The role of metals in ischemia/reperfusion injury of the liver.
ABSTRACT Based on current information, we have described the role that metals play in potentiating and ameliorating liver I/R injury. To date, most of the data have focused on the deleterious effects of free iron in mediating I/R injury. Several therapeutic strategies have proven useful in animal models to counteract the effect of iron as a potentiator of I/R injury. These approaches have predominantly centered on the role of iron chelation using DFO and DFO conjugates. The data suggest that chelation of iron may prove useful in preventing I/R injury such as occurs in liver transplantation. Indeed, enough data are now available to initiate and support clinical trials (e.g., addition of DFO conjugates to explant storage solutions). The role of copper, however, is less well defined. Copper is important for the function of copper-zinc SOD. However, free copper may be as injurious as free iron. Further studies are needed to clarify the role of copper in I/R-induced hepatocellular necrosis. Selenium has a well-defined antioxidant role as part of GSH peroxidase (GSH antioxidant pathway). More recent data suggest that selenium may also act as an antioxidant through selenoprotein P, but the role of selenoprotein P in I/R injury remains to be defined. Finally, zinc appears to function as an antioxidant in less well-defined pathways. Further studies are needed to identify the fundamental mechanisms by which zinc may ameliorate oxidative damage during I/R injury. These data demonstrate that metals play a critical role in I/R injury of the liver and remain a fruitful area for investigation and development of therapeutic strategies.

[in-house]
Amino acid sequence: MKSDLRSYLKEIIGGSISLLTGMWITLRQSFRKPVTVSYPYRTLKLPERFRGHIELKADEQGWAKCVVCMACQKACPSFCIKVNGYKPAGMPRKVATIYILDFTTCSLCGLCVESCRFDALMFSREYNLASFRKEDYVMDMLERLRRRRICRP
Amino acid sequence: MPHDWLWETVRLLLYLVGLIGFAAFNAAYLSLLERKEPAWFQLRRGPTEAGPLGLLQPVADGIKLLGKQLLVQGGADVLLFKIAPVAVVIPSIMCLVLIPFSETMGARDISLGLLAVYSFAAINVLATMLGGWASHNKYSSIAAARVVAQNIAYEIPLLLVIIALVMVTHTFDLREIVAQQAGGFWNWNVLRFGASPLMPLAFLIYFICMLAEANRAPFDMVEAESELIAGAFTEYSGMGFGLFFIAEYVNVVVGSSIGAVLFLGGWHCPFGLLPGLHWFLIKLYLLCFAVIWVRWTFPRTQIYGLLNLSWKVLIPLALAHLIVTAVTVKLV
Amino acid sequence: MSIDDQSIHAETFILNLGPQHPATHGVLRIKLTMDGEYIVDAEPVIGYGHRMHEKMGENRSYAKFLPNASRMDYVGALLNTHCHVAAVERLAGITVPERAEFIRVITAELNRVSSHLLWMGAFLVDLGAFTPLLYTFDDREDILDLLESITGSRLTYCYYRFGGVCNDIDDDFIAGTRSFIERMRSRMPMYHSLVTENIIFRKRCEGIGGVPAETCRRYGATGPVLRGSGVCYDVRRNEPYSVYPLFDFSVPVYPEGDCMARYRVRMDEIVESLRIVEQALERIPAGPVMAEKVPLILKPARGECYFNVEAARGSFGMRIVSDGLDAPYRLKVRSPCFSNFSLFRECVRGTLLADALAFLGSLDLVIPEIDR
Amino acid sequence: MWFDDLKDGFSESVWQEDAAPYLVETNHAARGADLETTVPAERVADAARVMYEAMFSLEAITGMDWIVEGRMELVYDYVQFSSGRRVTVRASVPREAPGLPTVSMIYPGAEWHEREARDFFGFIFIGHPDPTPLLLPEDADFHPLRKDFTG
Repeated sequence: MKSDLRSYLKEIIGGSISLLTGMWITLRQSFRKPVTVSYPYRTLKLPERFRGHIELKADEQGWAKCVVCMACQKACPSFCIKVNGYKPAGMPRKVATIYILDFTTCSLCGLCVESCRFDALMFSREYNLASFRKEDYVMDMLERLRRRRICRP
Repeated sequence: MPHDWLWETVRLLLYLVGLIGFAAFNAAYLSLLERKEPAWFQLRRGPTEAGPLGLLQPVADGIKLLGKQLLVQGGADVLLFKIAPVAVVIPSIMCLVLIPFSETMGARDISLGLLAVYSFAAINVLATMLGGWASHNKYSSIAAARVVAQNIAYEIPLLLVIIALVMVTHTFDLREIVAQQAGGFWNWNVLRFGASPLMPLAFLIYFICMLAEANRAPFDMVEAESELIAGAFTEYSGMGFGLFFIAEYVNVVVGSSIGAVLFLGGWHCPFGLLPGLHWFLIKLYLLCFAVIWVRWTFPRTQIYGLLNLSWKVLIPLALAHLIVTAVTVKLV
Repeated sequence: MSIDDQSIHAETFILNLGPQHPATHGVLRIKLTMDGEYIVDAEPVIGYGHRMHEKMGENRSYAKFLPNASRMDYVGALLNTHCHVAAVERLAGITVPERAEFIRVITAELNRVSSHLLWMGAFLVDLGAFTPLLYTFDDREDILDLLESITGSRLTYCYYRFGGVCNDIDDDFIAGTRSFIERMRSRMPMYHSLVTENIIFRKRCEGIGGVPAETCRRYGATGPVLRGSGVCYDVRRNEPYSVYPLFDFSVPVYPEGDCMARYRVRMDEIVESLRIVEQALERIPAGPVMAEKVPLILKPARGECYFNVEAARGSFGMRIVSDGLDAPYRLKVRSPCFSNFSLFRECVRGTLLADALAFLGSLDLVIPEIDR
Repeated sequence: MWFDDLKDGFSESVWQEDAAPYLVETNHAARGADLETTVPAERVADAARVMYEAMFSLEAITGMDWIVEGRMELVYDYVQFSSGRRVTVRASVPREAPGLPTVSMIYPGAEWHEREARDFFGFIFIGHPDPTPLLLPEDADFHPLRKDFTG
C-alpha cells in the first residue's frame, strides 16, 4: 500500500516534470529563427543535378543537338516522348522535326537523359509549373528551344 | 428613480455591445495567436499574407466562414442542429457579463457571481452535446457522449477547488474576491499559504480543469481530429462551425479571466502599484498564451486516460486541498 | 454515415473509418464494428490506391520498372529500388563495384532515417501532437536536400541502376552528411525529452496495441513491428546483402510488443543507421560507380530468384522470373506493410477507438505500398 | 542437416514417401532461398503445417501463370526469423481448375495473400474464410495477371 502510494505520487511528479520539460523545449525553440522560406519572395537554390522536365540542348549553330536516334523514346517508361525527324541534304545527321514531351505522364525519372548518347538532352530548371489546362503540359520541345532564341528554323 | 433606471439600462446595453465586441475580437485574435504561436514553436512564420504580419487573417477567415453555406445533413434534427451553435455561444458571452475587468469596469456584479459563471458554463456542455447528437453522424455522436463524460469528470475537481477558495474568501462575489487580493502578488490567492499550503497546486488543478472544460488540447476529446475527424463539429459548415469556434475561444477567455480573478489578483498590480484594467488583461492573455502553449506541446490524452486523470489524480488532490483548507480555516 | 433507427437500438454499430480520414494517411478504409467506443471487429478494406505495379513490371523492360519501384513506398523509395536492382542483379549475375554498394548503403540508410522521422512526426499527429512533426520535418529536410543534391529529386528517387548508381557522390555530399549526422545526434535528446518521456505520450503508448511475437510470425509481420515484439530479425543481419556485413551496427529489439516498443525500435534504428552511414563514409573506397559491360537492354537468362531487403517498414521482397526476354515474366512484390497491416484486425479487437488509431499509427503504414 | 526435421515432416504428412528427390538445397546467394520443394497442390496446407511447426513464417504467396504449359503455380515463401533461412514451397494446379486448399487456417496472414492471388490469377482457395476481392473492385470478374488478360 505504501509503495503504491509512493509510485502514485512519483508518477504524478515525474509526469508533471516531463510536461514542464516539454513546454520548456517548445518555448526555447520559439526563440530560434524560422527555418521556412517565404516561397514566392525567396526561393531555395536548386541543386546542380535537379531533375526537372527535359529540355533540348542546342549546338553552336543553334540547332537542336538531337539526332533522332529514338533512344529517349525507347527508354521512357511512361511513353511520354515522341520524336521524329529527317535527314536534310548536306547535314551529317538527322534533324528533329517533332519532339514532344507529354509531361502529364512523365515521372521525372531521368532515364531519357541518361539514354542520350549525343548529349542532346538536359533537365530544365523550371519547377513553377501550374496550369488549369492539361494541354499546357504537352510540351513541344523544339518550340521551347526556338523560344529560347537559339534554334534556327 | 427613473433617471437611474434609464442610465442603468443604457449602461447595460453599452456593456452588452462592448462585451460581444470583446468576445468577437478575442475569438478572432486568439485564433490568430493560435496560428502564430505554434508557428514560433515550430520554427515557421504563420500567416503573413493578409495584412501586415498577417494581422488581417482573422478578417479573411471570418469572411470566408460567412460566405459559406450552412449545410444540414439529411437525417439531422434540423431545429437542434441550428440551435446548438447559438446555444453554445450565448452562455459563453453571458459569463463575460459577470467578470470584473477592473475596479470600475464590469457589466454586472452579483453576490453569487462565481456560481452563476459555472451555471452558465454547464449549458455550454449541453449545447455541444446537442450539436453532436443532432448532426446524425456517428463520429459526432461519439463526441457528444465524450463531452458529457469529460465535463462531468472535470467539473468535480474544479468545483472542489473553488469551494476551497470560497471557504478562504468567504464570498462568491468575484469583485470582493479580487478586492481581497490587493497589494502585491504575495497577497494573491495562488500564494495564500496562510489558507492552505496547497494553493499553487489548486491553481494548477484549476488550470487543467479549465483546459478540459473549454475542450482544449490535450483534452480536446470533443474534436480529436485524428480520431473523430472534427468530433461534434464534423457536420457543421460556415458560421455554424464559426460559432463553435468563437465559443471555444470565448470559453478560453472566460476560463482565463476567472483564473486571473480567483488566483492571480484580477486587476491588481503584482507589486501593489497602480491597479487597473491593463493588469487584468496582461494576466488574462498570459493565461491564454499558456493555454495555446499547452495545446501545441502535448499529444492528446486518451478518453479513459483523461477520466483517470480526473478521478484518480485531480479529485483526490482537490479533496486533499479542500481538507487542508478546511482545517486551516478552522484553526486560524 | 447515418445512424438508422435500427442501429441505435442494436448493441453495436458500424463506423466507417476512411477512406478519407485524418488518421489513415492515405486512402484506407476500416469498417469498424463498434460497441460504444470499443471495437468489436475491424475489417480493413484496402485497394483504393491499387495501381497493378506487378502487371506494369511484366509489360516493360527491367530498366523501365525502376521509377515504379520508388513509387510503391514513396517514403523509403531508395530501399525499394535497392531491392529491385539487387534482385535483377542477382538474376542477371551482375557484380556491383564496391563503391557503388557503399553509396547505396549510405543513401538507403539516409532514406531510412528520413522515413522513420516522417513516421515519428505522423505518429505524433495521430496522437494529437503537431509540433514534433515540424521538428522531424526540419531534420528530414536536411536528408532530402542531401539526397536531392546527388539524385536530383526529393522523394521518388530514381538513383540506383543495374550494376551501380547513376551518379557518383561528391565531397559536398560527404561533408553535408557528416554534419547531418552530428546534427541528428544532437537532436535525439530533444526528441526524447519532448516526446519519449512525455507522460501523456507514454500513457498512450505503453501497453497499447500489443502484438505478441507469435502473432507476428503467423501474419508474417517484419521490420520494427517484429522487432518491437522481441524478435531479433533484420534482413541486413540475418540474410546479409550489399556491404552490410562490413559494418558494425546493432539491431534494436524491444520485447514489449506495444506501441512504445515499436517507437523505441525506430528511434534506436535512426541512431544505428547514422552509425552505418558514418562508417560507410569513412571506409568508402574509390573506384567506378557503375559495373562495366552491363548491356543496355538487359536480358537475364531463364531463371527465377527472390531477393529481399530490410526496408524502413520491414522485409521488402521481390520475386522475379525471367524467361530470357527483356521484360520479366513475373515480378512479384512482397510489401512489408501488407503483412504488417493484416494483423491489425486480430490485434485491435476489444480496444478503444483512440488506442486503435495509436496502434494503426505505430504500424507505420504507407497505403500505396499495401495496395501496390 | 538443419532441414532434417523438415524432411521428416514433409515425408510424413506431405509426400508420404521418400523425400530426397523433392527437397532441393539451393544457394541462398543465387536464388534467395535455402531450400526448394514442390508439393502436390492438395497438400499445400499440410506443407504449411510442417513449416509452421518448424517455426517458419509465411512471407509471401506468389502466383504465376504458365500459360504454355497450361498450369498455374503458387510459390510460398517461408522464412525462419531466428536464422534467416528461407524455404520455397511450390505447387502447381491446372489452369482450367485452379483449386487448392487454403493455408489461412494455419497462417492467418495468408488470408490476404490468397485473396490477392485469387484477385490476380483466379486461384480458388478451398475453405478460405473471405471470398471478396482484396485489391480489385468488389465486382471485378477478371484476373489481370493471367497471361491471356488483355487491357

- SourceAvailable from: Irwin Cheah[Show abstract] [Hide abstract]
ABSTRACT: Since its discovery, the unique properties of the naturally occurring amino acid, L-ergothioneine (EGT; 2-mercaptohistidine trimethylbetaine), have intrigued researchers for more than a century. This widely distributed thione is only known to be synthesized by non-yeast fungi, mycobacteria and cyanobacteria but accumulates in higher organisms at up to millimolar levels via an organic cation transporter (OCTN1). The physiological role of EGT has yet to be established. Numerous in vitro assays have demonstrated the antioxidant and cytoprotective capabilities of EGT against a wide range of cellular stressors, but an antioxidant role has yet to be fully verified in vivo. Nevertheless the accumulation, tissue distribution and scavenging properties, all highlight the potential for EGT to function as a physiological antioxidant. This article reviews our current state of knowledge. This article is part of a Special Issue entitled: Antioxidants and Antioxidant Treatment in Disease.Biochimica et Biophysica Acta 10/2011; 1822(5):784-93. · 4.66 Impact Factor
- [Show abstract] [Hide abstract]